Looking Back in Hindsight
How many adults look back and rue the fact that they dropped their piano lessons. That they quit their German class just as they were beginning to actually be able to speak the language.
There are many long-term benefits to foreign language study, but those benefits will never be conferred if progression in the course of study is abruptly ended.
Keeping a Sense of Perspective
As parents of children learning a foreign language, we need to help them to see ahead…to see those long-term benefits of knowing another language, or perhaps two or three other languages. In other words, we need to function as our childrens’ eyes, as it were. We need to provide perspective in the form of communicating verbally and clearly that there is indeed challenge in life’s activities, but that from the perspective of an entire life (not just a childhood) there will be pleasure and a deep sense of accomplishment if they hang in there.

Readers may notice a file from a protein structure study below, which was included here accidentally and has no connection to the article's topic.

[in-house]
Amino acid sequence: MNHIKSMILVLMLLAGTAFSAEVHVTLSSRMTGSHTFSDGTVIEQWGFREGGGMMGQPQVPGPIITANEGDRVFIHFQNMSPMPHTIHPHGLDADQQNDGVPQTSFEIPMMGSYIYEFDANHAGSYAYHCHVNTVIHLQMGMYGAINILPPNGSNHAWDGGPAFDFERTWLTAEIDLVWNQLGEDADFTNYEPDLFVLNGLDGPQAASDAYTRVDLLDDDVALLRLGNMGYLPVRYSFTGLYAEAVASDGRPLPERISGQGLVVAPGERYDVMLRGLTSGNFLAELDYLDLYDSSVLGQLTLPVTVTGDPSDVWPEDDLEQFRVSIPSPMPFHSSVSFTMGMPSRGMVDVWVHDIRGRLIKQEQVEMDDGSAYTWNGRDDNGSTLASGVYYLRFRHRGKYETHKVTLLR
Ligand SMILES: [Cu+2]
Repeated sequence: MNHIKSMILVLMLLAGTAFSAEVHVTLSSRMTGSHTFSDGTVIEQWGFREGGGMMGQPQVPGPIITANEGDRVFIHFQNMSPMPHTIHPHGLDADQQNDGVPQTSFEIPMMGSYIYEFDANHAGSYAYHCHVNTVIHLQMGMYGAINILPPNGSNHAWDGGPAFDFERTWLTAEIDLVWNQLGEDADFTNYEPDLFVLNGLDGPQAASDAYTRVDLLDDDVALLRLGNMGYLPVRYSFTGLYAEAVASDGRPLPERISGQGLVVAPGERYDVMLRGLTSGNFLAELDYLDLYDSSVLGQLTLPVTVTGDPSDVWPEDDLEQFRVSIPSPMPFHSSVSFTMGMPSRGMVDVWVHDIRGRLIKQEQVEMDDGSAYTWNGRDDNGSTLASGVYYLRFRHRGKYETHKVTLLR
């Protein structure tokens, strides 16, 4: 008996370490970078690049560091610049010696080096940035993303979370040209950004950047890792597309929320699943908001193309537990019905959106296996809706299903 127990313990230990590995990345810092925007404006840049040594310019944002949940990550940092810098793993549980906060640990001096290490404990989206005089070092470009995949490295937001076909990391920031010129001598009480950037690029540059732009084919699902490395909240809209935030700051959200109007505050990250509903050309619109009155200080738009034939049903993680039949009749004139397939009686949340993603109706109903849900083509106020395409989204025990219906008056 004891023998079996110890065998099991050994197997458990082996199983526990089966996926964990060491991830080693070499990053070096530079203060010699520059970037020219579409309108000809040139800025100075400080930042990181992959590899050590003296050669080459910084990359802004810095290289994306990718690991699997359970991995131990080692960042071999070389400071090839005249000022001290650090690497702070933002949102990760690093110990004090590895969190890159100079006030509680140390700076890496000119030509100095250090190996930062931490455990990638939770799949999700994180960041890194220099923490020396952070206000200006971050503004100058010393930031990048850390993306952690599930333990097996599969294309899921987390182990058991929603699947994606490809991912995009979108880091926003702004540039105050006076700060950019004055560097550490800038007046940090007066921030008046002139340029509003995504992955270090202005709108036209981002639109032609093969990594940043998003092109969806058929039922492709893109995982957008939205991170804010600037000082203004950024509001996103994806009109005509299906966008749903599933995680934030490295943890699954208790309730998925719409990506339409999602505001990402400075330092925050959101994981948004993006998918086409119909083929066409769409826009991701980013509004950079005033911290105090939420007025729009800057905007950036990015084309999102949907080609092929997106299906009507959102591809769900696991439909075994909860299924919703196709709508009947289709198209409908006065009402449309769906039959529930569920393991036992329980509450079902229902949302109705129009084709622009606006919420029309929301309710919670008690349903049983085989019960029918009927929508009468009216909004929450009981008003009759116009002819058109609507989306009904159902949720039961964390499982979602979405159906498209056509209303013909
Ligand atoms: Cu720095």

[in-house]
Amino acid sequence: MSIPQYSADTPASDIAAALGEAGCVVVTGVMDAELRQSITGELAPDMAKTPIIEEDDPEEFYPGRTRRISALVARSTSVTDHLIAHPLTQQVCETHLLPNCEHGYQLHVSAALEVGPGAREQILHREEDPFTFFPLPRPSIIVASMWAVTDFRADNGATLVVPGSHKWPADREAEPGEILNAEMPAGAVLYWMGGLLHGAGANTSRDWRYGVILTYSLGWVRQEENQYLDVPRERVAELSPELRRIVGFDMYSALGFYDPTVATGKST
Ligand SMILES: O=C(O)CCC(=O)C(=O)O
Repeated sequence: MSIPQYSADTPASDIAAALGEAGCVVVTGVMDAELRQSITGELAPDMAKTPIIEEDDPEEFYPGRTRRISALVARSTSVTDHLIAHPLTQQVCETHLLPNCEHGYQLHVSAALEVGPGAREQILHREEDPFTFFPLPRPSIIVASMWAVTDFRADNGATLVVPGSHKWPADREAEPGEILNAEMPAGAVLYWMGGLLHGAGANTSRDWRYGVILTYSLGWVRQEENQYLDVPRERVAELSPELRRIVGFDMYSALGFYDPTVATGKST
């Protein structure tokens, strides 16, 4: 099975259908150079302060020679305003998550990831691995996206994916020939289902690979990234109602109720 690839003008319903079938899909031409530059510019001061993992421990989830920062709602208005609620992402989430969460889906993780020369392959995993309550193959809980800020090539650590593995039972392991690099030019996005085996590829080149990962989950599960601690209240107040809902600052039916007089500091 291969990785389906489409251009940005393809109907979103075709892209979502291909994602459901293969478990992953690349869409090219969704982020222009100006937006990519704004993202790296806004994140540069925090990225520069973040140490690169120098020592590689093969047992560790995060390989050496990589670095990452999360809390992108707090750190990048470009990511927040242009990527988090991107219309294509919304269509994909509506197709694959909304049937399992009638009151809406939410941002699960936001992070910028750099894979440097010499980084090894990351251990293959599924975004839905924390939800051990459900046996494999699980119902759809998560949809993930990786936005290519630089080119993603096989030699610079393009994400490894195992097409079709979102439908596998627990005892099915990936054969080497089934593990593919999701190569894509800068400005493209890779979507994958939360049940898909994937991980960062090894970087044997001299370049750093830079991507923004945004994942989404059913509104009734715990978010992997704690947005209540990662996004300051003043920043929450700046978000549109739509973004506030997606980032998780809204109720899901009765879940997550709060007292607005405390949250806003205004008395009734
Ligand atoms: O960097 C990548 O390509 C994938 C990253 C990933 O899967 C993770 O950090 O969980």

There will also be very practical benefits which can enhance the quality of life, open up otherwise unattainable opportunities, provide chances for increased economic security, and deepen understanding of our fellow man and our shared human state.
(Naturally, these truths hold true for adult learners as much as they do for child learners, and we adults need to remind ourselves to keep long-term perspective alive as well.)
Practical Benefits of Learning a Foreign Language
Much has been said of the benefits of language study in an ever more globalized world. The arguments for learning languages in order to thrive in modern-day business are compelling.
However, there are other equally important benefits of studying a second language.
As a kid, I first studied Spanish in Junior High School. Like many kids, that was simply the language offered and it was required. I’m not sure I enjoyed learning Spanish, but I did sense my mind opening up. Suddenly my brain was hearing all new sounds, new nuances, new emphases. At once the world seemed like a much larger place than before, and yet (paradoxically) it also seemed more within my grasp and in that sense became more intimate and less intimidating.